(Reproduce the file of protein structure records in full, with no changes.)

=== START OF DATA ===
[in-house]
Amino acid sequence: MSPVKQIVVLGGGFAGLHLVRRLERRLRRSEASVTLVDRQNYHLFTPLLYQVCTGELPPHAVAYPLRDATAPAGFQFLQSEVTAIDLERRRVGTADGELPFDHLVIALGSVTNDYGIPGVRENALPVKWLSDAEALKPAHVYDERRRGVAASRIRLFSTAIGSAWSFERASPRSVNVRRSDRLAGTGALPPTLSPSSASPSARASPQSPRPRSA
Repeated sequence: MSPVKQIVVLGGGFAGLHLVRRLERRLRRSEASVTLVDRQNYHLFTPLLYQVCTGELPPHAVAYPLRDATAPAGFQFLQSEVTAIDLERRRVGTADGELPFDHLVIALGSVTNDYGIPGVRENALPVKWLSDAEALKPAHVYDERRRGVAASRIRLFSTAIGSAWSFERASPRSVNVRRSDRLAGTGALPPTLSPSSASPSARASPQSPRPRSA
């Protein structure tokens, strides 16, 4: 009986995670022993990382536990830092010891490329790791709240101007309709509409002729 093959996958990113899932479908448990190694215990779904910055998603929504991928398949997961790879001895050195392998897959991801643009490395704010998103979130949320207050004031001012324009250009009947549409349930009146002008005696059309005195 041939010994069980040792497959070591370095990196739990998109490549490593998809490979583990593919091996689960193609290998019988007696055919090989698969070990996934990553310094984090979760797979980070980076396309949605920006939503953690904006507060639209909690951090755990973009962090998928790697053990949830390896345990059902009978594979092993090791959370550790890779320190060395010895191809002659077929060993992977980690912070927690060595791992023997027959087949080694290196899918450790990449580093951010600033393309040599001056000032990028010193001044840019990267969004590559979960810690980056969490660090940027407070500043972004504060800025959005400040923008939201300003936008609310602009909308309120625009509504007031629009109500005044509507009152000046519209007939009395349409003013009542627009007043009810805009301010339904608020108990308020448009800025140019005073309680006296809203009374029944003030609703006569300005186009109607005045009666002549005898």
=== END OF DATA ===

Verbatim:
[in-house]
Amino acid sequence: MSPVKQIVVLGGGFAGLHLVRRLERRLRRSEASVTLVDRQNYHLFTPLLYQVCTGELPPHAVAYPLRDATAPAGFQFLQSEVTAIDLERRRVGTADGELPFDHLVIALGSVTNDYGIPGVRENALPVKWLSDAEALKPAHVYDERRRGVAASRIRLFSTAIGSAWSFERASPRSVNVRRSDRLAGTGALPPTLSPSSASPSARASPQSPRPRSA
Repeated sequence: MSPVKQIVVLGGGFAGLHLVRRLERRLRRSEASVTLVDRQNYHLFTPLLYQVCTGELPPHAVAYPLRDATAPAGFQFLQSEVTAIDLERRRVGTADGELPFDHLVIALGSVTNDYGIPGVRENALPVKWLSDAEALKPAHVYDERRRGVAASRIRLFSTAIGSAWSFERASPRSVNVRRSDRLAGTGALPPTLSPSSASPSARASPQSPRPRSA
């Protein structure tokens, strides 16, 4: 009986995670022993990382536990830092010891490329790791709240101007309709509409002729 093959996958990113899932479908448990190694215990779904910055998603929504991928398949997961790879001895050195392998897959991801643009490395704010998103979130949320207050004031001012324009250009009947549409349930009146002008005696059309005195 041939010994069980040792497959070591370095990196739990998109490549490593998809490979583990593919091996689960193609290998019988007696055919090989698969070990996934990553310094984090979760797979980070980076396309949605920006939503953690904006507060639209909690951090755990973009962090998928790697053990949830390896345990059902009978594979092993090791959370550790890779320190060395010895191809002659077929060993992977980690912070927690060595791992023997027959087949080694290196899918450790990449580093951010600033393309040599001056000032990028010193001044840019990267969004590559979960810690980056969490660090940027407070500043972004504060800025959005400040923008939201300003936008609310602009909308309120625009509504007031629009109500005044509507009152000046519209007939009395349409003013009542627009007043009810805009301010339904608020108990308020448009800025140019005073309680006296809203009374029944003030609703006569300005186009109607005045009666002549005898």